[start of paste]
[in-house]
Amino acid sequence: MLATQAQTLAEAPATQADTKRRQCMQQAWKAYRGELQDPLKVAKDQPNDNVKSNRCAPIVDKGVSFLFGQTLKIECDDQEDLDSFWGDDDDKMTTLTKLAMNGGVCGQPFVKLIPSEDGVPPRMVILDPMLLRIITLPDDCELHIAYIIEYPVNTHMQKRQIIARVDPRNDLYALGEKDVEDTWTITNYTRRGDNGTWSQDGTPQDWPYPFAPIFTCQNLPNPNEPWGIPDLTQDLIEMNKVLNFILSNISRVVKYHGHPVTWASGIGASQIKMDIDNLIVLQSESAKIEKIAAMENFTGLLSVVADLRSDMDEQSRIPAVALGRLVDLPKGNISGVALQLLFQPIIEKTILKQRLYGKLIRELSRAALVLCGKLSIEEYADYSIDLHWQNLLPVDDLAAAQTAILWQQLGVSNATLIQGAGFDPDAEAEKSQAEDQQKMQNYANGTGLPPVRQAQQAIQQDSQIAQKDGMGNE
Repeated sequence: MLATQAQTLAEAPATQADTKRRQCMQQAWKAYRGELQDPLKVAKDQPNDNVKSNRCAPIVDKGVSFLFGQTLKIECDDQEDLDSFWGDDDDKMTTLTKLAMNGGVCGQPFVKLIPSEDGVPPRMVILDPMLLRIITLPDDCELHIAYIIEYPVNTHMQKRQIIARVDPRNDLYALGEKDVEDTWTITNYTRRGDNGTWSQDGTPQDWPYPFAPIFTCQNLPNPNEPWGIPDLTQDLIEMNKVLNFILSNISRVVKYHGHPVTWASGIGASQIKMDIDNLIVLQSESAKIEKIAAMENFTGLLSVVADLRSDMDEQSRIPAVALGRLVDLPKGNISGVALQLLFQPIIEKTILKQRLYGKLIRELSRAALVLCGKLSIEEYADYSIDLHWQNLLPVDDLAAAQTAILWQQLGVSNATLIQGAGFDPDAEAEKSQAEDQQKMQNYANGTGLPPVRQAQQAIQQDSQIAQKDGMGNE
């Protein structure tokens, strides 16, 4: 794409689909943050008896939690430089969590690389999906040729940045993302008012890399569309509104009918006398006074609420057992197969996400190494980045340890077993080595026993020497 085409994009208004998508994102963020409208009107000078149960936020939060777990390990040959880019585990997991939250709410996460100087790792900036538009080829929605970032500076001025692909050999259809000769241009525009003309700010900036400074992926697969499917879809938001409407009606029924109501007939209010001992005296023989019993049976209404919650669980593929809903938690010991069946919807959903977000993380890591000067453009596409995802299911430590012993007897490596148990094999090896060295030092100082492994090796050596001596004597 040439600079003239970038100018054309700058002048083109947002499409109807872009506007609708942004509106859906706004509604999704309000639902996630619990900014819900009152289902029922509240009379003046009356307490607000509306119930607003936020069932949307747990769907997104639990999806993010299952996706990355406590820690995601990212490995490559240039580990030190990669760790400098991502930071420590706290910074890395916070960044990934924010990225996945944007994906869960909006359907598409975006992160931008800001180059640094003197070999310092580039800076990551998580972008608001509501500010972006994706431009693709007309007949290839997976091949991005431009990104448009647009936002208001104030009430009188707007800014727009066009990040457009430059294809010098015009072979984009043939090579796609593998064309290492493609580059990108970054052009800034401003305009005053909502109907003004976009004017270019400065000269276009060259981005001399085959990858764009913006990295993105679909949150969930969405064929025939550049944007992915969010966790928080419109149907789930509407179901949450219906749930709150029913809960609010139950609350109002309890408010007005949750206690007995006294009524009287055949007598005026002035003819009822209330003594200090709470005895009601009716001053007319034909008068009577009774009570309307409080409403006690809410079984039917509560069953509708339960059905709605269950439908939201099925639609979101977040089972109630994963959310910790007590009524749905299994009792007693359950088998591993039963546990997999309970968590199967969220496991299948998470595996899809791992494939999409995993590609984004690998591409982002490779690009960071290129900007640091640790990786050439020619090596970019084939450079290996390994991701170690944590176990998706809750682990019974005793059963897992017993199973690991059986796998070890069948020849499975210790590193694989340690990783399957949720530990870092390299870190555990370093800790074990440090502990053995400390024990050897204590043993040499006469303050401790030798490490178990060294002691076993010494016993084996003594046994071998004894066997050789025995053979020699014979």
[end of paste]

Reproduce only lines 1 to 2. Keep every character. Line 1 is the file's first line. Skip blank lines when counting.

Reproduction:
[in-house]
Amino acid sequence: MLATQAQTLAEAPATQADTKRRQCMQQAWKAYRGELQDPLKVAKDQPNDNVKSNRCAPIVDKGVSFLFGQTLKIECDDQEDLDSFWGDDDDKMTTLTKLAMNGGVCGQPFVKLIPSEDGVPPRMVILDPMLLRIITLPDDCELHIAYIIEYPVNTHMQKRQIIARVDPRNDLYALGEKDVEDTWTITNYTRRGDNGTWSQDGTPQDWPYPFAPIFTCQNLPNPNEPWGIPDLTQDLIEMNKVLNFILSNISRVVKYHGHPVTWASGIGASQIKMDIDNLIVLQSESAKIEKIAAMENFTGLLSVVADLRSDMDEQSRIPAVALGRLVDLPKGNISGVALQLLFQPIIEKTILKQRLYGKLIRELSRAALVLCGKLSIEEYADYSIDLHWQNLLPVDDLAAAQTAILWQQLGVSNATLIQGAGFDPDAEAEKSQAEDQQKMQNYANGTGLPPVRQAQQAIQQDSQIAQKDGMGNE